Some Air-Transport Stocks Have Been Able to Take Off
Sunday, May 14, 2006
You think you've got troubles? Try operating an airline.
Flying large numbers of people from one place to another requires big, expensive capital equipment -- not to mention a vast workforce of pilots, flight attendants, baggage handlers and so forth.
All the while, you must deal with wildly volatile fuel costs that put you at the mercy of the world oil markets. Good luck passing on all your rising costs to your customers in a marketplace of fierce fare competition.
Those customers carry with them a long list of complaints and dissatisfactions, quite a few of them justified. You lost their luggage. Your delays caused them to miss a connecting flight. They hated the complimentary food you used to feed them and think it has actually gotten worse since you started charging extra for it.
In the mists of distant memory there was a time, around 1967, when commercial airplane travel had a glamorous image. Today, such travel is basically buses with wings.
So when investors go looking for promising growth businesses on which to risk their money, air transport makes an easy throw-out. But in the always mysterious world of investing, the actual story isn't so simple.
Wonder of wonders, the Russell 3000 Air Transport Industry Index, comprising 21 stocks, climbed 35 percent in the year ended in April. That showing more than doubled the 15 percent gain posted by the Standard & Poor's 500-stock index.
Over the past five years through April, according to Bloomberg, the air transport index boasts a gain of 5.1 percent per year, compared with the S&P 500's rise of 2.7 percent annualized.
Very few mutual funds specialize in this sector of the market, and the ones that do are small. So it's interesting to see how well the best known of these, the $156 million Fidelity Select Air Transportation portfolio (FSAIX), has performed. Bloomberg data show it with a 47 percent gain over the past 12 months and a 7.1 percent-a-year return since the end of April 2001.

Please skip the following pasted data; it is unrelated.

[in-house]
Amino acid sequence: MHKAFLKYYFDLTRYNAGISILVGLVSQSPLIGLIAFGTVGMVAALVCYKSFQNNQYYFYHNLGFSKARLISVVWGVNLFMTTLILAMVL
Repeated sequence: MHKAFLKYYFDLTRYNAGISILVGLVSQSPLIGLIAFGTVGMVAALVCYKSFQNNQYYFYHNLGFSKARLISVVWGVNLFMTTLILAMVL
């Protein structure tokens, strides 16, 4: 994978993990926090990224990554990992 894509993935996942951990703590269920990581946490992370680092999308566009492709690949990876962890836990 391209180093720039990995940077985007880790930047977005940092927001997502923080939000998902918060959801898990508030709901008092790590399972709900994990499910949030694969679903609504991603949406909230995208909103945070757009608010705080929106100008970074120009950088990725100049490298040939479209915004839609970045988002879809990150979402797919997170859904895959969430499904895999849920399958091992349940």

The fund has evidently helped itself by downplaying conventional passenger carriers. The latest reports show only one carrier, Southwest Airlines Co., among the fund's 10 largest holdings, and airline stocks as a group make up just 23 percent of the total portfolio.
The emphasis goes instead to aerospace manufacturers such as Rockwell Collins Inc., Boeing Co. and United Technologies Corp. A Portland, Ore., producer of components, Precision Castparts Corp., has made a nice contribution to the fund's recent performance, having climbed 72 percent in the past12 months.
At last report, Select Air Transportation's biggest holding was Expeditors International of Washington Inc., a Seattle freight forwarder whose shares sport a gain of 75 percent for the past 12 months and a five-year return of 28 percent annualized. The stock jumped still higher in early May when the company reported earnings that beat estimates.
FedEx Corp., another Top 10 holding that ships parcels rather than people, has gained 23 percent a year since April 2001.
Like all specialized sector funds, Select Air Transportation is low on broad multi-industry diversification to cushion it from risk. If the progress of the world economy stumbles over some obstacle such as rising interest rates, this fund could hit some nasty turbulence.
So it may be best suited for activist investors who have the time and inclination to keep a close eye on risk in their individual holdings. Those investors, of course, have the choice of many other ways to play the worldwide economic boom.
That may help to explain why air-transport sector funds aren't a bigger presence on the global investment scene.
In its own modest way, however, Select Air Transportation is well worth the time we have just spent scrutinizing it. In a business such as air transport, where yesterday's titan can be today's bankruptcy filer, the package-of-stocks approach provided by a fund can make a lot of sense.
The stock market nowadays is full of impressive beneath-the-headlines stories like this one. If nothing else, they make a strong anecdotal case for not giving up on the idea of active fund management just yet.